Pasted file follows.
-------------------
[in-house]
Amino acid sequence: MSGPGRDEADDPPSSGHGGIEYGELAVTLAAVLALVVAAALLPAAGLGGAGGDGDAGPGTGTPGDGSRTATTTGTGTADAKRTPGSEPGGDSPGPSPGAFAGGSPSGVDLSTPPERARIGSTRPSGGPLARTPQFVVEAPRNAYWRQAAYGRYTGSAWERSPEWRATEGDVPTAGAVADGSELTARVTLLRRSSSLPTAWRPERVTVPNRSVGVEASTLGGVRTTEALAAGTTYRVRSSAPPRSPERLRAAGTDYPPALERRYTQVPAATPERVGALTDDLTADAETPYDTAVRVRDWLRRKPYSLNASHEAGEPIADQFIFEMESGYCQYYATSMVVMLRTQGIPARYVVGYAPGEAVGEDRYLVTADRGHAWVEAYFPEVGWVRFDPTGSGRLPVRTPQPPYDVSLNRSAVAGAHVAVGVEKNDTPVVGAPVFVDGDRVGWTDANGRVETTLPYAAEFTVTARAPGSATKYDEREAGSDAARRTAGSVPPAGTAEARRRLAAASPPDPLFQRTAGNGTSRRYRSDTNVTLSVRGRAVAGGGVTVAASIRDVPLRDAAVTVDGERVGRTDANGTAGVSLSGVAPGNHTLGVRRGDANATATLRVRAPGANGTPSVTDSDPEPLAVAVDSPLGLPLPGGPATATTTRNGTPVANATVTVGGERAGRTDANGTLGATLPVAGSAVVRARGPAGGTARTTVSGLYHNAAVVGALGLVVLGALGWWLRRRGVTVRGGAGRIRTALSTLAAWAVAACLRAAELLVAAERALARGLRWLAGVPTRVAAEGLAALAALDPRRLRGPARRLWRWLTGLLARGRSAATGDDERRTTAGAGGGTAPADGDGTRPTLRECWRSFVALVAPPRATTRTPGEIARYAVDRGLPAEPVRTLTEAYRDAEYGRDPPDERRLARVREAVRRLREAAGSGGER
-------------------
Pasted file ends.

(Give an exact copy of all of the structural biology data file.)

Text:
[in-house]
Amino acid sequence: MSGPGRDEADDPPSSGHGGIEYGELAVTLAAVLALVVAAALLPAAGLGGAGGDGDAGPGTGTPGDGSRTATTTGTGTADAKRTPGSEPGGDSPGPSPGAFAGGSPSGVDLSTPPERARIGSTRPSGGPLARTPQFVVEAPRNAYWRQAAYGRYTGSAWERSPEWRATEGDVPTAGAVADGSELTARVTLLRRSSSLPTAWRPERVTVPNRSVGVEASTLGGVRTTEALAAGTTYRVRSSAPPRSPERLRAAGTDYPPALERRYTQVPAATPERVGALTDDLTADAETPYDTAVRVRDWLRRKPYSLNASHEAGEPIADQFIFEMESGYCQYYATSMVVMLRTQGIPARYVVGYAPGEAVGEDRYLVTADRGHAWVEAYFPEVGWVRFDPTGSGRLPVRTPQPPYDVSLNRSAVAGAHVAVGVEKNDTPVVGAPVFVDGDRVGWTDANGRVETTLPYAAEFTVTARAPGSATKYDEREAGSDAARRTAGSVPPAGTAEARRRLAAASPPDPLFQRTAGNGTSRRYRSDTNVTLSVRGRAVAGGGVTVAASIRDVPLRDAAVTVDGERVGRTDANGTAGVSLSGVAPGNHTLGVRRGDANATATLRVRAPGANGTPSVTDSDPEPLAVAVDSPLGLPLPGGPATATTTRNGTPVANATVTVGGERAGRTDANGTLGATLPVAGSAVVRARGPAGGTARTTVSGLYHNAAVVGALGLVVLGALGWWLRRRGVTVRGGAGRIRTALSTLAAWAVAACLRAAELLVAAERALARGLRWLAGVPTRVAAEGLAALAALDPRRLRGPARRLWRWLTGLLARGRSAATGDDERRTTAGAGGGTAPADGDGTRPTLRECWRSFVALVAPPRATTRTPGEIARYAVDRGLPAEPVRTLTEAYRDAEYGRDPPDERRLARVREAVRRLREAAGSGGER